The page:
Sara sweat. Her breathing was rapid and fast. All she could do was listen to the other creatures demand answers from her friends and wonder what the noise from the forest was. She ran at the other two creatures in rage, screaming. The first creature turned, and brought it’s arm to protect the blade, but the blade sliced the arm off.
The creature then lost it’s legs and fell to the ground. As Sara turned to the other creature, it had already fled. She ran after it, forgetting the reason she was here. Sye tried to call her back, but all she saw was another enemy to attack.
“Sara, help us.”
The other stone creature, though footless, was moving toward the tree where her friends were tied. Sara sliced the rest of it to pieces. Sara’s body moved up and down with her fast breathing. Her eyes were wide and focused as she held the sword other the stone creature, her body arched over the debris.
Sara’s face turned back into the one Sye remembered. She cut the branch everyone hung on, then untied their ropes.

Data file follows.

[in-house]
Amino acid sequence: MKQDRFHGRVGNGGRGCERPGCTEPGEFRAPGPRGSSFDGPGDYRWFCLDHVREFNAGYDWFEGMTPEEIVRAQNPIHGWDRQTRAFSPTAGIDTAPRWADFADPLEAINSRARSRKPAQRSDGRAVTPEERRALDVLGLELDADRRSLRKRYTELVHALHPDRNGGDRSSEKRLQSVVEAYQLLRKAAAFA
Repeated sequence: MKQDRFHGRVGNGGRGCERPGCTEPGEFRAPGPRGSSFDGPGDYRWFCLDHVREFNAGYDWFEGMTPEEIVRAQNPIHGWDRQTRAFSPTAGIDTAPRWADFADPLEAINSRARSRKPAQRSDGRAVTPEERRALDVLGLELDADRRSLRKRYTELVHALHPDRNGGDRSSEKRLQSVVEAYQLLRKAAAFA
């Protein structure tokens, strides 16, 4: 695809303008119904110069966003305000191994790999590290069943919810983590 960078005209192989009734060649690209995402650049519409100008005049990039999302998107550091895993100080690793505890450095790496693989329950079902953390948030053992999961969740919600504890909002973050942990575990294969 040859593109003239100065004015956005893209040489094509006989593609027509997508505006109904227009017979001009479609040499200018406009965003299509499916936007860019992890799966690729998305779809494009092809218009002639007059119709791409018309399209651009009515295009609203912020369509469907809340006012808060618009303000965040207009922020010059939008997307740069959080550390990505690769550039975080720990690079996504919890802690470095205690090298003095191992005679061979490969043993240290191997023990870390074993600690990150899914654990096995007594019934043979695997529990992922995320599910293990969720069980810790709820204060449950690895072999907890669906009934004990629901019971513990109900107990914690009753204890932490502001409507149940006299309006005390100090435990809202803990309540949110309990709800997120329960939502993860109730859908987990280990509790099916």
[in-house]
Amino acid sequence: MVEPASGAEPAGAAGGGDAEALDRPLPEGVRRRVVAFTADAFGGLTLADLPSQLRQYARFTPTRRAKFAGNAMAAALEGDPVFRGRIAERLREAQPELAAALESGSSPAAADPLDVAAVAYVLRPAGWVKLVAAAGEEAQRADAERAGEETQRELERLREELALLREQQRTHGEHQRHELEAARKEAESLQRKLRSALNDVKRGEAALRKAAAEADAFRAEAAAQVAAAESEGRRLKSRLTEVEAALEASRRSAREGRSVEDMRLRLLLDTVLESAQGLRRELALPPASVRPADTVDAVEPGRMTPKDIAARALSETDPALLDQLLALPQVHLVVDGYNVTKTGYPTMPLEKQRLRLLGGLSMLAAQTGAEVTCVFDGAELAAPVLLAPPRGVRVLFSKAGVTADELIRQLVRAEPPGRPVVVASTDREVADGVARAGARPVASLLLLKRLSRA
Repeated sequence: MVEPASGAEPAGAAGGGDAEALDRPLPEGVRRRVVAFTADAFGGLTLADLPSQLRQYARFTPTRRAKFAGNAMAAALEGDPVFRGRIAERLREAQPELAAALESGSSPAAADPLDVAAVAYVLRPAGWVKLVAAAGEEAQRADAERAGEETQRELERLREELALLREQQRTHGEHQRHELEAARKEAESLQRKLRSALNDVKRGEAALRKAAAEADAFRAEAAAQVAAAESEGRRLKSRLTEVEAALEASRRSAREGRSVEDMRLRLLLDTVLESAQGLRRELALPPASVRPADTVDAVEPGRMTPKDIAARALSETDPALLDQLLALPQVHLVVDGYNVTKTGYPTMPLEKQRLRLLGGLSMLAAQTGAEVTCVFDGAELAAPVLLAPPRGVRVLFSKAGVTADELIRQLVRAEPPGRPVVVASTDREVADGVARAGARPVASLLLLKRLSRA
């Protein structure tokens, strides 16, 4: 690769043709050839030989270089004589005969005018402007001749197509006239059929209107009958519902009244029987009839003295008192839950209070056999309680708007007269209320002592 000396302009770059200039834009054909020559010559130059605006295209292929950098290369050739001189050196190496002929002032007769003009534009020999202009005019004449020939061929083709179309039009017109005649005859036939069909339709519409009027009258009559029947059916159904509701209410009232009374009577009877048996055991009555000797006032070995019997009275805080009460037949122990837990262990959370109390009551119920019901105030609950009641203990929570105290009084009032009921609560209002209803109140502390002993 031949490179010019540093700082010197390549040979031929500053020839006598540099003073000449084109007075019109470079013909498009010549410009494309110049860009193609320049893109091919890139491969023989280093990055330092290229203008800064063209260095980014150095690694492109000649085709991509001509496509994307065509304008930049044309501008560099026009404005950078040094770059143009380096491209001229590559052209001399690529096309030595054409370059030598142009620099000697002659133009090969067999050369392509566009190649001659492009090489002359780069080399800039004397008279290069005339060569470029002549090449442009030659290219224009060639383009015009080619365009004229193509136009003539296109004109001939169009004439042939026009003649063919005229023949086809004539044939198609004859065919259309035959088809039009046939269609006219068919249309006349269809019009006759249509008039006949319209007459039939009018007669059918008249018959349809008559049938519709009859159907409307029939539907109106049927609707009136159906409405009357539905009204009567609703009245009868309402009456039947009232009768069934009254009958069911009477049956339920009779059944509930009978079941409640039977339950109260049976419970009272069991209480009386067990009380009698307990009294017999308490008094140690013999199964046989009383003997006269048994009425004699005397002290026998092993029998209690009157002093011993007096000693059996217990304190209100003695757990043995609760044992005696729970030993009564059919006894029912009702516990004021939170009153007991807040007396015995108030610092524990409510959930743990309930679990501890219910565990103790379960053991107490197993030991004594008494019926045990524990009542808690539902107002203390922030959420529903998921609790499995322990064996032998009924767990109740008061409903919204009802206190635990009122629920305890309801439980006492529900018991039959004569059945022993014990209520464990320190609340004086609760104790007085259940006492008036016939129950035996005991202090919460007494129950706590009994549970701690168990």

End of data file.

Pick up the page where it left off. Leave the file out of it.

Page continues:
“Sara, that was incredible.”
Sara looked at the pieces of the stone creatures and wrapped herself around Sye.
“Oh god, Sye. What is they were human? What is they had been human?”
Sara leaned on Sye’s chest, lowering her eyes.
“But you didn’t Sara, they weren’t human.” Sye tipped his sister’s head up. “You did the right thing.”
“I didn’t want them to hurt you.”
Valquire approached her and placed his arm of her shoulder.
“I’ll make sure you never harm anything human.”
Valquire interrupts them. “If you wish to not be able to harm them, you will need to learn power and control, how to fight and disarm.
“These creatures, I have seen them before,” said Chavis. Sara moved out from Sye’s body as they all guided their eyes to Chavis.